"Trade is about people," Foreign Affairs Minister Chrystia Freeland began cheerfully as she testified before a parliamentary committee on Monday, telling MPs that trade agreements encourage growth and prosperity. "That is why we are modernizing NAFTA."
Well, no. This was not Canada's idea. Ottawa's negotiators are not heading into talks on the North American free-trade agreement this week because Canadian officials had nifty ideas to make a 23-year-old deal, as Ms. Freeland said, "even better." It is happening because Donald Trump campaigned for the U.S. presidency asserting that NAFTA caused many of the ills affecting U.S. workers. He promised a better deal for Americans, or to tear it up. NAFTA advocates came up with the word "modernization" to try to deflect him into something all three partners can accept. But we got here because of what the Americans want.
Ms. Freeland made a flurry of public appearances on Monday – a speech, a committee hearing and a news conference – but they were not about what the Americans want. They were about making Canadians feel better about being dragged into the whole thing. It was about what Canadians, especially left-leaning Canadians, want – not from the negotiations, but in a political approach to trade.
As a set of market-access priorities in a trade negotiation, Ms. Freeland's position was defensive, asking for little. In reality, her presentation was more about signalling a set of virtues the government will take into the talks, and less about what it expects to get out of them.
Ms. Freeland laid out Canada's six priorities for NAFTA talks, only one was a major demand for new access to U.S. markets – an effort to obtain freer access to government procurement.
That is no small item. NAFTA does not offer free trade in contracting by sub-national governments such as states and provinces, so Canada has repeatedly fought "Buy American" provisions. But it is also something that U.S. Trade Representative Robert Lighthizer specifically said he will exclude from a new deal when he sent a list of formal U.S. negotiating objectives to Congress.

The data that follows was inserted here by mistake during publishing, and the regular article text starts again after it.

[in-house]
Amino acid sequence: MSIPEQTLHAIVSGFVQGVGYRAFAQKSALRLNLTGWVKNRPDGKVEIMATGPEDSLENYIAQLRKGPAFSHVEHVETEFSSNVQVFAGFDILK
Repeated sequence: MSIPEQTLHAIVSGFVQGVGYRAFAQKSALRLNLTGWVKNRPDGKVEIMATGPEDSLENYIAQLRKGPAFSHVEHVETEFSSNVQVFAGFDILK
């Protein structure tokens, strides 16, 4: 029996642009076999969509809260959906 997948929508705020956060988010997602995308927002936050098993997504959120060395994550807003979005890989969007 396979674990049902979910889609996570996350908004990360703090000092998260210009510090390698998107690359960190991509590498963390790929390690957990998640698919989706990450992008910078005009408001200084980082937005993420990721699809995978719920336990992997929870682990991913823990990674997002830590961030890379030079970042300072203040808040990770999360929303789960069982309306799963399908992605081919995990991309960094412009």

Still, it's good to ask for some things the Americans do not want to give up. They will do the same.
In fact, they will do it far more. The Americans are asking for a lot of protections for their markets, and access to Canada's – a freer hand for U.S. telecommunications and financial-service companies to do business in Canada, an opening of agricultural markets, larger duty exemptions of cross-border orders from companies such as Amazon, the ability to limit Canadian and Mexican imports when there is a sudden flood on the market for specific products, and a general objective that the reworked NAFTA should reduce U.S. trade deficits.
Most of the Canadian priorities seem to focus on fixing things that critics, especially on the left, dislike about trade deals. That fits with the way Prime Minister Justin Trudeau has called for "progressive" trade agreements since the closing of the Canada-EU trade deal.
Ms. Freeland promised to work to reform the investor-state dispute mechanism in NAFTA's Chapter 11 that allows companies to sue governments over decisions that harm their investments – a provision that has always irritated progressives, who see it as a way for companies to beat back public decisions on things such as environmental protection. U.S. companies have used it successfully against Canada. But it is not clear how the Trump administration would respond.
Canada wants to include chapters on gender and Indigenous peoples, but it's not clear how much substantive effect they would have: The gender chapter recently added to the Canada-Chile free-trade agreement has no palpable effect, and Ms. Freeland did not provide even a hint of what an Indigenous chapter might look like. The Canadian government's desire to incorporate labour and environmental standards in the main NAFTA text should not be too hard a sell, since it is on the U.S. list, too. But serious NAFTA rules about climate change? They simply will not happen.
But perhaps it is not too surprising that the priorities Ms. Freeland put forward were mostly about values, and that when it came to actual markets, the plan was defensive. Despite Ms. Freeland's optimism, Canada is on defence. In a nitty-gritty trade sense, the plan is to make a deal that minimizes disruption. On Monday, Ms. Freeland's job was to assure Canadians that Ottawa is seeking something positive.